5 Most Venomous Jellyfish in the World

There are almost 200 known species of jellyfish drifting through our planet’s seas, all of which contain venomous stinging cells, but only a few of which can have serious consequences for humans. While many of these species are found within specific regions that may be nowhere near your home, it will hurt less to learn about these species than to come into contact with one and not know what’s happening to you. If nothing more, this article will make a great case for always wearing exposure protection while snorkeling and SCUBA diving, even in warm water! Due to the severe health risks an encounter with these species pose to humans, victims should always seek immediate medical treatment in the event of sting.


Chironex Fleckeri


via kalsten.com

Chironex fleckeri, commonly known as a sea wasp, is our top venomous jellyfish not just because of its lethal poison, but because this species is nearly invisible and prefers shallow water, putting them in direct contact with swimmers enjoying the beach. Its venom is thought to be the strongest of any species on Earth, not just jellyfish, with the ability to kill an adult man with a dose of venom that weighs about as much as a single grain of salt. Sixty-three human deaths were attributed to the sea wasp over the course of 80 years in Australia — and those are just the known cases.


Chiropsalmus Quadrigatus


via natgeocreative.com

This species is a smaller version of the Chironex fleckeri, but despite its diminutive size, this jellyfish packs quite a wallop. Located in the waters of the Indo-Pacific and the Western Atlantic Oceans, they are known as “habu” in Japan’s Okinawa Prefecture, where encounters between people and this species occur annually. The sting is very painful, and in extreme cases can cause cardiac arrest. Chiropsalmus quadrigatus is distinguished by one hand-like appendage on all four sides of its bell, each of which have eight long, flat tentacles that scientists believe are more suited to catching fish, rather than the crustaceans and other jellies that are the prey of round-tentacled species.




via techno.ca.msn.com

The tiny Irukandji is another jellyfish that is not playing around when it comes to its venomous sting. Scientists once believed this species to be found only in Australian waters, but recent research by National Geographic has recorded their presence from Florida to Japan to the British Isles, meaning a lot more research remains to be done on this tiny killer. Its small size — about the size of an adult fingernail — and nearly transparent body makes it an incredible threat to humans, who will in most cases feel the burn without ever having seen their attacker. A sting from the Irukandji produces what is known as Irukandji Syndrome, in which the victim will feel severe pain in the back and kidneys, burning sensation of the skin, and excruciating muscle cramping in the legs and arms.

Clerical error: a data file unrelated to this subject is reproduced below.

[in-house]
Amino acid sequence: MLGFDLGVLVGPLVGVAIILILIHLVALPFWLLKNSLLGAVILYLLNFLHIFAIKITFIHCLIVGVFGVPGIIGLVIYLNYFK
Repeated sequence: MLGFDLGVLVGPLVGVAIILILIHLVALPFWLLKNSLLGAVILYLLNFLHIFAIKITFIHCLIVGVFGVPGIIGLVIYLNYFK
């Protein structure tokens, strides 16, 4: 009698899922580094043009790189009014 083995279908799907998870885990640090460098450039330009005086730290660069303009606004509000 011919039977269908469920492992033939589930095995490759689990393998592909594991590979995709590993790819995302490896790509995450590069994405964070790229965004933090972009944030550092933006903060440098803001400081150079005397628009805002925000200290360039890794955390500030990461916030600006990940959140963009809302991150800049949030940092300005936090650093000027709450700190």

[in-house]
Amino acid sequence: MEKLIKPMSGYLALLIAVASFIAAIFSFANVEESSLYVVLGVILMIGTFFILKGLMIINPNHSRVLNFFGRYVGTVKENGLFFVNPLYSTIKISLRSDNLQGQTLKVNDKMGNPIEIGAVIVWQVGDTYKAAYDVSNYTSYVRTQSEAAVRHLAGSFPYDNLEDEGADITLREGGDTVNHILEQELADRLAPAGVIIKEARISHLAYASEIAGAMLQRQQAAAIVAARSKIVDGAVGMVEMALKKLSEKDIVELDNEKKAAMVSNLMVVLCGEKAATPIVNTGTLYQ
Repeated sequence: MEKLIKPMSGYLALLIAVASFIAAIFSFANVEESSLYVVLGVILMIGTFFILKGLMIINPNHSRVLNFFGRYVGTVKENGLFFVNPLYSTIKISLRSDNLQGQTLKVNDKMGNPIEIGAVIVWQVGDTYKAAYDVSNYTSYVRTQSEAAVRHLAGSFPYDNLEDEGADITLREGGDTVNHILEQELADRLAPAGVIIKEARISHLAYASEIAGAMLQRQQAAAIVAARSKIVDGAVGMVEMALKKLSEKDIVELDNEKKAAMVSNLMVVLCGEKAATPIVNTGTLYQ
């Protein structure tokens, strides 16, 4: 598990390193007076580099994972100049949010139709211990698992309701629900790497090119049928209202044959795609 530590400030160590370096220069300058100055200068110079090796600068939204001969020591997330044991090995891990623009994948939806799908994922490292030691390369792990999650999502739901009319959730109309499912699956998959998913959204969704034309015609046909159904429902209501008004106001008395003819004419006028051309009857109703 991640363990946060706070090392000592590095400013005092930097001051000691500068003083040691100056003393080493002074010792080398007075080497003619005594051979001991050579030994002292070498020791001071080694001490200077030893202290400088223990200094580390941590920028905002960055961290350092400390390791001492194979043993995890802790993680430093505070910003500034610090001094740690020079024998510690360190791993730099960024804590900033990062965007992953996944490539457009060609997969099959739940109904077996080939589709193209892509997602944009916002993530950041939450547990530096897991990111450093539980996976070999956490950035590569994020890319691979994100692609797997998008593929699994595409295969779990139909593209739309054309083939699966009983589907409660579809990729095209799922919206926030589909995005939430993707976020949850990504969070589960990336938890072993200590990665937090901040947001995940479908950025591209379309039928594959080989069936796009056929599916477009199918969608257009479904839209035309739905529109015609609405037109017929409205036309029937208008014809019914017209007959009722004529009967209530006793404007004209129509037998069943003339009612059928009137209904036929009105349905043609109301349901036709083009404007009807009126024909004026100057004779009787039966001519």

Morbakka Fenneri


via abc.net.au

Morbakka fenneri, known familiarly as the fire jellyfish for its potent sting, lives in the calm waterways and marinas off the coast of Queensland, preferring the warmer waters of the north. Morbakka fenneriare is a bit larger than the other jellyfish on this list, measuring roughly four inches in length with a two-inch bell diameter, and a solid body with bright pink wart-like protrusions on the top. Their somewhat more visible size means that most people who catch a sting can usually locate the source nearby. While the stings are indeed painful, they are not typically life-threatening.


Alatina Alata


via Wikipedia

Alatina alata (up until recently known as Carybdea alata) is the last on our list of venomous jellyfish, known for swarming off the coasts and bay areas of Hawaii and other parts of the Pacific, as well as along the beaches of Pakistan in the Arabian Sea. Its sting is mild compared to that of the other species discussed here, but some unpleasantness and discomfort is to be expected. Victims can typically spray the affected area with vinegar and apply hot or cold treatments that will reduce pain and swelling. However, due to its classification as a box jelly, Irukandji Syndrome could be triggered, so it is important to remain vigilant if you are stung.


  1. David J C Crook says:

    The article says to use vinegar for first aid in the treatment of these jelly fish. I have used vinegar for years and always carry it whenever I dive. Vinegar has worked for me .. But the latest research, March 2014, shows that it is wrong/dangerous to use vinegar on these particular jelly fish stings, as it causes the “fired” sting cells to fully discharge their remaining toxins.
    Has the in vitro test results on these jellies been verified on other species?

    • Hi David, thanks for your comment. The recent research you’re referring to in regard to not using vinegar on jellyfish stings pertains specifically to the Chironex fleckeri species, whereas our article only mentions vinegar as a treatment for the last species on the list, Alatina alata. We wrote about this interesting new discovery recently in The Daily Reel: /blog/news-around-the-world/daily-reel-april-10-2014/#2

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